29 January – Borobudur – Kebumen – 83 km
It was a short ride, mostly due to the weather as it drizzled for most of the day. At first, it was a good climb out of Borobudur, but then came the downhill. I flew down as I was able to pick up quite a good speed with all the weight behind me. All the while, I kept an eye out for potholes, which were numerous, as I sailed past rice fields, raging streams, terracotta-tiled houses and friendly locals.
I realised just how history had shaped the language of this country. The Portuguese, Spanish, Dutch and British were all here, and each civilisation left a few words behind. Words like “solo,” “mas,” “handuk,” and “kantor pos” are clearly borrowed from other languages. I found it interesting that they used the word “handuk” for "towel." Obviously, this word comes from Dutch, and, of course, it was not a word they had in their language when towels were introduced to them.
I reached Kebumen early, but it was so wet that I decided to stay for the night and continue in the morning. I found a room at the Sejahtera Hotel, which was not a bad place to stay. They had an economy room for 90,000IR and I could keep my bike in my room.
30 January – Kebumen – Hotel & Rumah Makan Karanganyar Indah – 100 km
Indonesia is a country with such a natural beauty that I’m amazed at the scenery every day. Shortly after leaving, I spotted a sign for Benteng Van Der Wijck, a Dutch fort built in the 1800s.
I had just left the fort when I spotted another sign, this time for a cave, and I decided to explore it. The cave was interesting as it had four underground springs. I should have scooped out some water as it is believed that the water from the springs will make one ageless! Inside the cave were various statues, 32 in all. Apparently, they tell the legend of Raden Kamandaka, the crown prince who was once imprisoned in the cave. It was all very interesting.
I continued, following the coastal road to Cilacap but found that the road did not go through to Pangandaran. Instead, one has to make a wide loop to get there. In the process, the weather came in, and after one almighty clap of thunder, the heavens opened up to such an extent that the roads quickly became flooded. I donned my plastic raincoat and carried on regardless. Around 5 p.m., I found a roadside hotel and was more than happy to call it a day.
31 January - Hotel & Rumah Makan Karanganyar Indah – Banjar – 90 km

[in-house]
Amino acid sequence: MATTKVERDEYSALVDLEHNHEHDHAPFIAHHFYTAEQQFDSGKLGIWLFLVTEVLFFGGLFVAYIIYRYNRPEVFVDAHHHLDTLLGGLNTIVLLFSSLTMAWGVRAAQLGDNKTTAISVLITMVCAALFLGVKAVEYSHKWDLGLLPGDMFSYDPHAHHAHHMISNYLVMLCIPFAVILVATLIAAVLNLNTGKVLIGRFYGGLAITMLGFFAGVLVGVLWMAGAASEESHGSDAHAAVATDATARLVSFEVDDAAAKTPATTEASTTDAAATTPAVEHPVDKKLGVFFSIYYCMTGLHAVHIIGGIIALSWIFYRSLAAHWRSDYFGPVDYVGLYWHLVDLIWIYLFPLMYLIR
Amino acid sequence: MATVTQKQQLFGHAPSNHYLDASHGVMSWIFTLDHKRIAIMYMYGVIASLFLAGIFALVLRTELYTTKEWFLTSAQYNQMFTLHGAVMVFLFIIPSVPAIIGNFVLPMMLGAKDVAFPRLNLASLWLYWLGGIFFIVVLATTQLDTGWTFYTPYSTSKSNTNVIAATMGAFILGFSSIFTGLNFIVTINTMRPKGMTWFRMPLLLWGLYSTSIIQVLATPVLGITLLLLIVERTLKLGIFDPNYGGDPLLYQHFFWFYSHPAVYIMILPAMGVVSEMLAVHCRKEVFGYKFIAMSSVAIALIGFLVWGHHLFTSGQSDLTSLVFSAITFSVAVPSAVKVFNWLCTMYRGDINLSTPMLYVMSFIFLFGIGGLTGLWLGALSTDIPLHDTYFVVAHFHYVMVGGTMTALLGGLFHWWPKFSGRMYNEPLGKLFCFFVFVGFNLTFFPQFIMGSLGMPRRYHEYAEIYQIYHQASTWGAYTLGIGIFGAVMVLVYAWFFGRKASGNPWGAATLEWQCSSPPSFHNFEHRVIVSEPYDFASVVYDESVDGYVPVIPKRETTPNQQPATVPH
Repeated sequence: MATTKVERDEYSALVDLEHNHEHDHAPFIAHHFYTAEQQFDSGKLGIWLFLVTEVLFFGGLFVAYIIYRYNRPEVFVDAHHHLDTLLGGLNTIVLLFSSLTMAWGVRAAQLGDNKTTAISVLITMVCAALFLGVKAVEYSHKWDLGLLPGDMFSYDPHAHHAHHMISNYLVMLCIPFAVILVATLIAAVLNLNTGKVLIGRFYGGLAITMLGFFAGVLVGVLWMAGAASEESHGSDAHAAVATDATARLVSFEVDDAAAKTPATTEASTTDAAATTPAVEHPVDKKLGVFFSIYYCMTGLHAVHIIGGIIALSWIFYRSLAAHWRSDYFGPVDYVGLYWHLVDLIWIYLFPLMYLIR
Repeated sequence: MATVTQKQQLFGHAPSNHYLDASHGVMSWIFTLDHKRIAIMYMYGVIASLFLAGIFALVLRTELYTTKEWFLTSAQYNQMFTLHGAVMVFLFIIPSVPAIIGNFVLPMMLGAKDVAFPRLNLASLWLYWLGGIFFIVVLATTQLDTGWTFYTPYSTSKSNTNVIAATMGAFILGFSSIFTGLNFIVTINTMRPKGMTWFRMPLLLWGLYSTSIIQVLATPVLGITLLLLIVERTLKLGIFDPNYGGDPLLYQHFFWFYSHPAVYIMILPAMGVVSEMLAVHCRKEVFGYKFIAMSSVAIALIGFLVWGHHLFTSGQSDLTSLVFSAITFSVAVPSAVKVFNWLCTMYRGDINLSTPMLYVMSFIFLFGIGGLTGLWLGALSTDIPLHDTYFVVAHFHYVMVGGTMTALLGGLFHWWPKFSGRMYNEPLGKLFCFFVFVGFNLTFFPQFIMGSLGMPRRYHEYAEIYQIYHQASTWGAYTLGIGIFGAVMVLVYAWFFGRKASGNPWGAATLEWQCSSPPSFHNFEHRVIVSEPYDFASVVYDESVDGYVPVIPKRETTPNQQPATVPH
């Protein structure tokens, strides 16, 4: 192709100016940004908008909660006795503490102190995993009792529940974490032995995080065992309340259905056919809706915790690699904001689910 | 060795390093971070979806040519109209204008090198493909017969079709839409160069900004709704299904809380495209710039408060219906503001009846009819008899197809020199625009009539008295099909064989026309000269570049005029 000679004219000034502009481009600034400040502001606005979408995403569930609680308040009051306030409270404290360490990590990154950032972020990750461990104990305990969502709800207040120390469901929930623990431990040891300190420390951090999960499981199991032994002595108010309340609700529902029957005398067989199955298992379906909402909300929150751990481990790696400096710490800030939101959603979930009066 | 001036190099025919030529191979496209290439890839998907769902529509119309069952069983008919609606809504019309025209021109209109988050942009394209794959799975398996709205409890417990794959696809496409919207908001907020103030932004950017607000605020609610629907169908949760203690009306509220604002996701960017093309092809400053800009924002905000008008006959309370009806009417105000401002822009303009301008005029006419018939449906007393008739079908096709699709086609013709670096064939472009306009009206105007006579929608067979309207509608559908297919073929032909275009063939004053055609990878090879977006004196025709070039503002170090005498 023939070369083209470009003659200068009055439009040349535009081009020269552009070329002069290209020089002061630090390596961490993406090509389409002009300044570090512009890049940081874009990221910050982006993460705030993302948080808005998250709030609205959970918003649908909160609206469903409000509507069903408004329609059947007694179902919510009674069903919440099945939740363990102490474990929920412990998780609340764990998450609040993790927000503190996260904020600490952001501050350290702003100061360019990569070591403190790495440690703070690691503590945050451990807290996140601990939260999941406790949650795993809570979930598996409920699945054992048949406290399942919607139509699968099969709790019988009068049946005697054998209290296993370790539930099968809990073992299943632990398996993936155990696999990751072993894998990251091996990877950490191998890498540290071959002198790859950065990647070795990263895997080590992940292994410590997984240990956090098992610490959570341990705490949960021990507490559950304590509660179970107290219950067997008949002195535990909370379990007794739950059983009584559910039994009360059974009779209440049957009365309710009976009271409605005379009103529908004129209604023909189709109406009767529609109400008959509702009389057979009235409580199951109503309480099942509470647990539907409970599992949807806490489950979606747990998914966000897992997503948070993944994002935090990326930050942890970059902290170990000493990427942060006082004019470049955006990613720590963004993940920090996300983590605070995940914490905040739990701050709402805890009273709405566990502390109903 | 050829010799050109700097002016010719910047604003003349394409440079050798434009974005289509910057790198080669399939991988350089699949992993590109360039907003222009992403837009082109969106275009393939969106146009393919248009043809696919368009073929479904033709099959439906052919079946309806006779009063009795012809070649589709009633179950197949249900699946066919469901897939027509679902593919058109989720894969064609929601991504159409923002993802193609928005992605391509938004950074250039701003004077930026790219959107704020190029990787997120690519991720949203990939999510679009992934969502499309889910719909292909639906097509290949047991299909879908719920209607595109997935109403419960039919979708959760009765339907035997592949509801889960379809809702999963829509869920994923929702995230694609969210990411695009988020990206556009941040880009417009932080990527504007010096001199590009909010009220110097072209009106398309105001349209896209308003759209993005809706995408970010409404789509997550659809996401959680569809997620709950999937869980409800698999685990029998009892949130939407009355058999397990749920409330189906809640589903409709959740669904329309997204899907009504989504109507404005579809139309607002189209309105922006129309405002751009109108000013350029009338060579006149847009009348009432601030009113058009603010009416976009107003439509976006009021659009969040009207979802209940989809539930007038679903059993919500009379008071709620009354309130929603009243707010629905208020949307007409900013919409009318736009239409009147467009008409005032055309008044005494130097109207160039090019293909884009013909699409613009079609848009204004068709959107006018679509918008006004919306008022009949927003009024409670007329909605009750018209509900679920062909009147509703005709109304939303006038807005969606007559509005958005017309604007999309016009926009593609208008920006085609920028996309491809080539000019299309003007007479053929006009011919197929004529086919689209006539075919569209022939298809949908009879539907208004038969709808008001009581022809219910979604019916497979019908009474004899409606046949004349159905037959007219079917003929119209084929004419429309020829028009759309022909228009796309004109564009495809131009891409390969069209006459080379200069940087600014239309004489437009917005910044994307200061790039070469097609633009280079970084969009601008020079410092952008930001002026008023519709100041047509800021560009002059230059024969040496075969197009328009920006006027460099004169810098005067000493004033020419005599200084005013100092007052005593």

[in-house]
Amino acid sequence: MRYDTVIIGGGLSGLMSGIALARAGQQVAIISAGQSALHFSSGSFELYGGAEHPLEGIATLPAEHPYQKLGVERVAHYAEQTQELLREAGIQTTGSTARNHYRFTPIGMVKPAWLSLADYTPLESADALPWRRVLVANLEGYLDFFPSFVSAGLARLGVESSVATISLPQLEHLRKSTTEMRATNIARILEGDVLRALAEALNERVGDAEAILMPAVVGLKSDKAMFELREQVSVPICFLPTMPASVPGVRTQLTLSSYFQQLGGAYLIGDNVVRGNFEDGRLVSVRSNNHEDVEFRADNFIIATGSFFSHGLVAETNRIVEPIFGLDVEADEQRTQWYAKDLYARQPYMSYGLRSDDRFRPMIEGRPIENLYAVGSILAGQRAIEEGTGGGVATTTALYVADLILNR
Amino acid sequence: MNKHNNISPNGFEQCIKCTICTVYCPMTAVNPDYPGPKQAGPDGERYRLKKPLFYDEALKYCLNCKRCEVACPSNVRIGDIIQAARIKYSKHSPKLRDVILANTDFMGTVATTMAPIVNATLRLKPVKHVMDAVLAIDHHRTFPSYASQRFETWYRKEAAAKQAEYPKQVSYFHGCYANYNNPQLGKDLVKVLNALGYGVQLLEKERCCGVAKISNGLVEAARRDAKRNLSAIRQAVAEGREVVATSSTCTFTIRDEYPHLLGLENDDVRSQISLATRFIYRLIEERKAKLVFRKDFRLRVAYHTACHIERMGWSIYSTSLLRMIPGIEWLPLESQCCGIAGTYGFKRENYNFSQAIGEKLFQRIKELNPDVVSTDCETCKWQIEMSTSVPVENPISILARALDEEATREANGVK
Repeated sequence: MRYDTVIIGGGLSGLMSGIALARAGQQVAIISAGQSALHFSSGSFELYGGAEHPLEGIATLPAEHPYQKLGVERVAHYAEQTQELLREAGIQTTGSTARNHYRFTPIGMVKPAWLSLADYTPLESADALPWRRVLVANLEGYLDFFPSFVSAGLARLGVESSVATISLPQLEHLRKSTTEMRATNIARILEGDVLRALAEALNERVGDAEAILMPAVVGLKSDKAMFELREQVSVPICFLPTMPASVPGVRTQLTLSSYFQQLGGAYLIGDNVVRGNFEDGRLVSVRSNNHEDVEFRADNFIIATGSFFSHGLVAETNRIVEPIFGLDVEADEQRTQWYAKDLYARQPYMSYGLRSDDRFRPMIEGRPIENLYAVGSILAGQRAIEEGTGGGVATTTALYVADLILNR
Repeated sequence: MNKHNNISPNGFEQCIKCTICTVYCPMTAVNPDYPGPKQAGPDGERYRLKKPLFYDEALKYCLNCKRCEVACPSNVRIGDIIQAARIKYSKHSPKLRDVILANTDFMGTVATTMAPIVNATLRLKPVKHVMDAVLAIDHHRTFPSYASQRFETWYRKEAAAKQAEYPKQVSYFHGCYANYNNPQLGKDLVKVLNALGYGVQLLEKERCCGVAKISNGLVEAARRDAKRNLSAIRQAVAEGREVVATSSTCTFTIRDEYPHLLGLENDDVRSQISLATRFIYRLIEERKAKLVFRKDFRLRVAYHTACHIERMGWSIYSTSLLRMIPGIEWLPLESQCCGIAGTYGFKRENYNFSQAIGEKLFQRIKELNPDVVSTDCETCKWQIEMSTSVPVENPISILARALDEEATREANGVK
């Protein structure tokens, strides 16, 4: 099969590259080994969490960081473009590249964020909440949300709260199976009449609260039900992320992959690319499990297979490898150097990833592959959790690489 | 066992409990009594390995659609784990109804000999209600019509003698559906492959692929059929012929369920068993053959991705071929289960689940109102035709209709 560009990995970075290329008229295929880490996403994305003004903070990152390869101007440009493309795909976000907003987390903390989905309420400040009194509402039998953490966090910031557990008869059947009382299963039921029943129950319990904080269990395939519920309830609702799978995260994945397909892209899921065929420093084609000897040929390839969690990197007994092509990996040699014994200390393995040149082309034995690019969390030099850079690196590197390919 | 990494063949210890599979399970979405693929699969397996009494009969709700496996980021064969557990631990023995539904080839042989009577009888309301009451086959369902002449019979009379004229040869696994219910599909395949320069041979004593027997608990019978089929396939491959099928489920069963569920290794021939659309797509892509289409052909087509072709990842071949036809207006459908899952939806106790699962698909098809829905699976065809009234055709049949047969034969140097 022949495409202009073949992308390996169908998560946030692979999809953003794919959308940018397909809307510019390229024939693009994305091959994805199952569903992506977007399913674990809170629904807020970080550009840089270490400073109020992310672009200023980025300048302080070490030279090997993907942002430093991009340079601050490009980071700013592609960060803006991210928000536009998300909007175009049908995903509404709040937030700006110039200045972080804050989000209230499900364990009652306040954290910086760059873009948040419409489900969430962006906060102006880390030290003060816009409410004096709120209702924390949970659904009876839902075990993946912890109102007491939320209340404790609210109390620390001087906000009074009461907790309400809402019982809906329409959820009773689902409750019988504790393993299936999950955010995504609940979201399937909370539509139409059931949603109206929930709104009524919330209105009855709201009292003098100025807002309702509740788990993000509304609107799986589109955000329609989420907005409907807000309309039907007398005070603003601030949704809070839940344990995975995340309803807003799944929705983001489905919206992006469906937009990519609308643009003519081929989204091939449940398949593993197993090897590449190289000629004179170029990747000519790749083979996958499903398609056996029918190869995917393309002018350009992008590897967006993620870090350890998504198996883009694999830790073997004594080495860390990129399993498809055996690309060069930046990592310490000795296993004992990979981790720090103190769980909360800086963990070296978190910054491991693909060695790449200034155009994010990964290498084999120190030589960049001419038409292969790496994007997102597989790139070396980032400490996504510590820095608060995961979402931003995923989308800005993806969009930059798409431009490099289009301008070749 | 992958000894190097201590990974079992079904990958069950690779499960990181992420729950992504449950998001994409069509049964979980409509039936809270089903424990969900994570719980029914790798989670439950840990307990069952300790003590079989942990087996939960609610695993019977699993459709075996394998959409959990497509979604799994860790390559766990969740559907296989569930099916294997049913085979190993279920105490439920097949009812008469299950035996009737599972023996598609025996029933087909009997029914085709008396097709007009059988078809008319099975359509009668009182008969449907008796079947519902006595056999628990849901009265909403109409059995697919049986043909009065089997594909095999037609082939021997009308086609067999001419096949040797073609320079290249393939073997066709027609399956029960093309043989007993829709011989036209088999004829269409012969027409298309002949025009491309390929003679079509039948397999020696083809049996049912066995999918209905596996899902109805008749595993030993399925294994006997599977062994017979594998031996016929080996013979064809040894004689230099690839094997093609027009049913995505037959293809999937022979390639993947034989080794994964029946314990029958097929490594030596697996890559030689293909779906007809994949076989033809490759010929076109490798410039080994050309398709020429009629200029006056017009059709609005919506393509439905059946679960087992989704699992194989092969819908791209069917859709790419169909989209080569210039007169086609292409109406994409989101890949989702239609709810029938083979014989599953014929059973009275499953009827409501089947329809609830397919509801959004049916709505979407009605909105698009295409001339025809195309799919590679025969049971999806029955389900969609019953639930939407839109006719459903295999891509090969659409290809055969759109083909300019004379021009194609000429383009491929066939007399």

Together with the morning traffic, I snaked my way out of the village where I had stayed, all moving at a snail’s pace to avoid the potholes (not that there is any avoiding the potholes, try as you might!). If there were a prize for bad roads, Indonesia would win, hands down.
It was a hilly day in Central Java as I headed over the mountains in the direction of Merak where I planned to get the ferry to the island of Sumatra. The poor road, however, made the going extremely slow and, in the end, I realised there was nothing I could do but relax, slow down, and follow the traffic. It remained a frustrating day, as my gears were slipping making the uphills even more difficult. The stunning scenery, however, half made up for the bad roads and the slipping gears. I needed to find a bike shop ASAP.
Along the way, I passed a sign saying something like “Watch Out – Crocodile Estuary,” and I wondered how many people were taken before it warranted a sign like that. I stopped at the most colourful fruit stalls and was tempted to buy a whole bunch of stuff but realised I could not eat that much, so I just took a picture and continued on my way. The Indonesians are super-friendly and are always keen for you to take photos, making it rather easy to take pictures of them.
By 3 p.m. the weather came in again, and just as I reached the village of Banjar, it started raining again. I did not feel like cycling in the rain yet again, so I slipped into the first hotel I saw. Maybe I was overly keen, as it was a terrible place with no shops in close proximity. I didn’t think I would get breakfast in the morning.
1 February - Banjar - Tasikmalaya – 47 km
No two days are ever the same. I cycled the two or three kilometres into Banjar, looking for a shop where I could buy internet time for my phone (I can't run out of internet time now, can I?). I cycled around, but most shops were still closed, so I headed out on Route 3 and found the Indomaret mini-mart, where one can get just about anything.
While sitting there having a cup of coffee, I scanned at the map and saw it indicated a bicycle shop just down the road. I thought it a good idea to give it a try and was pleasantly surprised to find a very competent and super-friendly Ikey bike shop. Not only did they adjust the derailleur but also replaced the chain, making for extra-smooth gear changing. I cannot explain how happy I was with that! Cycling uphill with gears slipping is just no fun at all!
The plan was to push on to Bandung, but I was a bit over-optimistic as it was close to 170 kilometres away. In any event, I moved along slowly as it was a gentle but steady climb to Tasikmalaya. Jatnika, from the Ikey bike shop, advised me to take to the secondary road, and what a pleasure it was. The road surface was much better, and the road was not that busy. It also came with some hidden gems (i.e. the knife makers) and beautiful vistas.
Close to Tasikmalaya, I stopped to consult my Google map as to which road to take from there, when two cyclists out on their daily ride stopped and offered to show me a nice hotel. I got escorted into Tasikmalaya right to the door of the Abadi Hotel, which turned out to be just perfect! A ground-floor outside room with mandi, what more could I ask for?